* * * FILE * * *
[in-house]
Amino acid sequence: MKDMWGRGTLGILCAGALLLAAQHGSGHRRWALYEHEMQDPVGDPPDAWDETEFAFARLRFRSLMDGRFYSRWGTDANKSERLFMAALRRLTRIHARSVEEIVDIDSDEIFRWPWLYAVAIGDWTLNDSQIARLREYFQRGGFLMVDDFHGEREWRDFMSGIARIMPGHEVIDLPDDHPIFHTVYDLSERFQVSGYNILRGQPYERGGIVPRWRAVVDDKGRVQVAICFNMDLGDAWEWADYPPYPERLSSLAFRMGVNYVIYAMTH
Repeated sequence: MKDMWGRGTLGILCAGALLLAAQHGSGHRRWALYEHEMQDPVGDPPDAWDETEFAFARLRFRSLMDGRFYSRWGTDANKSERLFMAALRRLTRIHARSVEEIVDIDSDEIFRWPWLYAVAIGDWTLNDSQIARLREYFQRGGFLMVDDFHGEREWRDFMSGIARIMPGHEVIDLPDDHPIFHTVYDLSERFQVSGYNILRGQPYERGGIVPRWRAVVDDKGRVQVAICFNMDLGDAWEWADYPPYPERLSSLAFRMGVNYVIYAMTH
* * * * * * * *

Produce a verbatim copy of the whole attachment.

[in-house]
Amino acid sequence: MKDMWGRGTLGILCAGALLLAAQHGSGHRRWALYEHEMQDPVGDPPDAWDETEFAFARLRFRSLMDGRFYSRWGTDANKSERLFMAALRRLTRIHARSVEEIVDIDSDEIFRWPWLYAVAIGDWTLNDSQIARLREYFQRGGFLMVDDFHGEREWRDFMSGIARIMPGHEVIDLPDDHPIFHTVYDLSERFQVSGYNILRGQPYERGGIVPRWRAVVDDKGRVQVAICFNMDLGDAWEWADYPPYPERLSSLAFRMGVNYVIYAMTH
Repeated sequence: MKDMWGRGTLGILCAGALLLAAQHGSGHRRWALYEHEMQDPVGDPPDAWDETEFAFARLRFRSLMDGRFYSRWGTDANKSERLFMAALRRLTRIHARSVEEIVDIDSDEIFRWPWLYAVAIGDWTLNDSQIARLREYFQRGGFLMVDDFHGEREWRDFMSGIARIMPGHEVIDLPDDHPIFHTVYDLSERFQVSGYNILRGQPYERGGIVPRWRAVVDDKGRVQVAICFNMDLGDAWEWADYPPYPERLSSLAFRMGVNYVIYAMTH